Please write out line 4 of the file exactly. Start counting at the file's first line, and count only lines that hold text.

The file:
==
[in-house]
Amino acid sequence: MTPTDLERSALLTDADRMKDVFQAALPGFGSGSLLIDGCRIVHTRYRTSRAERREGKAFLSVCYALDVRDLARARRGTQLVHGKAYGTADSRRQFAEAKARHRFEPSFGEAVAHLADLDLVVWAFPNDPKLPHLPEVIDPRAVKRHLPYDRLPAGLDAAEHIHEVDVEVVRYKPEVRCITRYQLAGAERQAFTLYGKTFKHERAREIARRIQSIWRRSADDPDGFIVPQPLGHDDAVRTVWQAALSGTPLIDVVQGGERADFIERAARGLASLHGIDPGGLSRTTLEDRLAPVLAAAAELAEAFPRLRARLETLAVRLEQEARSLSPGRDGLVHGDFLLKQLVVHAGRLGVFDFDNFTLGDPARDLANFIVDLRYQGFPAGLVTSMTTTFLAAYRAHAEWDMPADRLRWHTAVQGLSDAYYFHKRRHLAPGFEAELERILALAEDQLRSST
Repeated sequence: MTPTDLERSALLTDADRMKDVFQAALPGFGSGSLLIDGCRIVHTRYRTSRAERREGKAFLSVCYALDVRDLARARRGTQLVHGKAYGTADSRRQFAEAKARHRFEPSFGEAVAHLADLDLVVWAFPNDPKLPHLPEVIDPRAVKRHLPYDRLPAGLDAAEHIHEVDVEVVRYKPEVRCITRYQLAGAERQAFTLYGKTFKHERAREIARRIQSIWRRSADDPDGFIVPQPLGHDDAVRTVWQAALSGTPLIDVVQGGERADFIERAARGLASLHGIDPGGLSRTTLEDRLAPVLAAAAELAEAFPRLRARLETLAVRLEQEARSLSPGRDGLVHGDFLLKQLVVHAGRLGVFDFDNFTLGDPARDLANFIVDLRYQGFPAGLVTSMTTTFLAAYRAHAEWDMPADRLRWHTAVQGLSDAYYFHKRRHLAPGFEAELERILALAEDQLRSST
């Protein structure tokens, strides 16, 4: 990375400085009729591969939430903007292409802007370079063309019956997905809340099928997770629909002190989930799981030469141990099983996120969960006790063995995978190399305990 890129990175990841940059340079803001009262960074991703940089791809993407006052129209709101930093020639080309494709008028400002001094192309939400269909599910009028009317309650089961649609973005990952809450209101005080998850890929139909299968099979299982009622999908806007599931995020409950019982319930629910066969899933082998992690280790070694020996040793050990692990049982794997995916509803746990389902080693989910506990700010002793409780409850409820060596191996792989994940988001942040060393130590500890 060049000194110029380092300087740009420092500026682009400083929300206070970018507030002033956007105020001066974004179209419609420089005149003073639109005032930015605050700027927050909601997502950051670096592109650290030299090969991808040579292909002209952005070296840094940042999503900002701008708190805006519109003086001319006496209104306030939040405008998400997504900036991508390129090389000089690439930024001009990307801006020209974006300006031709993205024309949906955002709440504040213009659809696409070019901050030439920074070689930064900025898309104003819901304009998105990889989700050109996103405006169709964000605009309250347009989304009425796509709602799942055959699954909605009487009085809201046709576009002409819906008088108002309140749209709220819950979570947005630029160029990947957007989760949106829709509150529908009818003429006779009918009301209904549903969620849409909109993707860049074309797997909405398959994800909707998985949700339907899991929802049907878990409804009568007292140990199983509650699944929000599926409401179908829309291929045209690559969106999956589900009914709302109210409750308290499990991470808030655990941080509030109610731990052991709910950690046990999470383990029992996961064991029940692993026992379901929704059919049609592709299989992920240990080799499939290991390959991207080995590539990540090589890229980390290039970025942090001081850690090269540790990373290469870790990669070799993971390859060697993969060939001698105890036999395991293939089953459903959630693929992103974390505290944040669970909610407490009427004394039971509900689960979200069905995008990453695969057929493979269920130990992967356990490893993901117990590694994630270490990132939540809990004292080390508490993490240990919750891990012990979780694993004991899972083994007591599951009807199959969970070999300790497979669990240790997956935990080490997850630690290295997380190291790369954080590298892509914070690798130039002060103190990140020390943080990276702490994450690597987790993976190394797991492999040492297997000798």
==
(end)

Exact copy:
């Protein structure tokens, strides 16, 4: 990375400085009729591969939430903007292409802007370079063309019956997905809340099928997770629909002190989930799981030469141990099983996120969960006790063995995978190399305990 890129990175990841940059340079803001009262960074991703940089791809993407006052129209709101930093020639080309494709008028400002001094192309939400269909599910009028009317309650089961649609973005990952809450209101005080998850890929139909299968099979299982009622999908806007599931995020409950019982319930629910066969899933082998992690280790070694020996040793050990692990049982794997995916509803746990389902080693989910506990700010002793409780409850409820060596191996792989994940988001942040060393130590500890 060049000194110029380092300087740009420092500026682009400083929300206070970018507030002033956007105020001066974004179209419609420089005149003073639109005032930015605050700027927050909601997502950051670096592109650290030299090969991808040579292909002209952005070296840094940042999503900002701008708190805006519109003086001319006496209104306030939040405008998400997504900036991508390129090389000089690439930024001009990307801006020209974006300006031709993205024309949906955002709440504040213009659809696409070019901050030439920074070689930064900025898309104003819901304009998105990889989700050109996103405006169709964000605009309250347009989304009425796509709602799942055959699954909605009487009085809201046709576009002409819906008088108002309140749209709220819950979570947005630029160029990947957007989760949106829709509150529908009818003429006779009918009301209904549903969620849409909109993707860049074309797997909405398959994800909707998985949700339907899991929802049907878990409804009568007292140990199983509650699944929000599926409401179908829309291929045209690559969106999956589900009914709302109210409750308290499990991470808030655990941080509030109610731990052991709910950690046990999470383990029992996961064991029940692993026992379901929704059919049609592709299989992920240990080799499939290991390959991207080995590539990540090589890229980390290039970025942090001081850690090269540790990373290469870790990669070799993971390859060697993969060939001698105890036999395991293939089953459903959630693929992103974390505290944040669970909610407490009427004394039971509900689960979200069905995008990453695969057929493979269920130990992967356990490893993901117990590694994630270490990132939540809990004292080390508490993490240990919750891990012990979780694993004991899972083994007591599951009807199959969970070999300790497979669990240790997956935990080490997850630690290295997380190291790369954080590298892509914070690798130039002060103190990140020390943080990276702490994450690597987790993976190394797991492999040492297997000798």